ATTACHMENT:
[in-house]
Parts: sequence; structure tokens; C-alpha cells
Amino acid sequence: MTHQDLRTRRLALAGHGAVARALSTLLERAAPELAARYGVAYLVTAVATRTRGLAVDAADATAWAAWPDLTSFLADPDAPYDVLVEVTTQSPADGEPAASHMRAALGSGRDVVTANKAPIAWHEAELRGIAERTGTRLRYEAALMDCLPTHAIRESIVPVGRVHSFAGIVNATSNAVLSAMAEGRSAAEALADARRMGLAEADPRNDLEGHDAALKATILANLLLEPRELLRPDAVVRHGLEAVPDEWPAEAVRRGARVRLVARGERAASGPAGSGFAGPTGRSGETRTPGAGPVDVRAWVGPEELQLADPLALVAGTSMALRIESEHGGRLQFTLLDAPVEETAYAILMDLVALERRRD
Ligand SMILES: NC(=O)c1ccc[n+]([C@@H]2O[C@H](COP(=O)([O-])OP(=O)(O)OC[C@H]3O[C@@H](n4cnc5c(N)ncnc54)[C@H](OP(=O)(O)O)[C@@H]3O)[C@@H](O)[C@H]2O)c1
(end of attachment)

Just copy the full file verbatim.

[in-house]
Parts: sequence; structure tokens; C-alpha cells
Amino acid sequence: MTHQDLRTRRLALAGHGAVARALSTLLERAAPELAARYGVAYLVTAVATRTRGLAVDAADATAWAAWPDLTSFLADPDAPYDVLVEVTTQSPADGEPAASHMRAALGSGRDVVTANKAPIAWHEAELRGIAERTGTRLRYEAALMDCLPTHAIRESIVPVGRVHSFAGIVNATSNAVLSAMAEGRSAAEALADARRMGLAEADPRNDLEGHDAALKATILANLLLEPRELLRPDAVVRHGLEAVPDEWPAEAVRRGARVRLVARGERAASGPAGSGFAGPTGRSGETRTPGAGPVDVRAWVGPEELQLADPLALVAGTSMALRIESEHGGRLQFTLLDAPVEETAYAILMDLVALERRRD
Ligand SMILES: NC(=O)c1ccc[n+]([C@@H]2O[C@H](COP(=O)([O-])OP(=O)(O)OC[C@H]3O[C@@H](n4cnc5c(N)ncnc54)[C@H](OP(=O)(O)O)[C@@H]3O)[C@@H](O)[C@H]2O)c1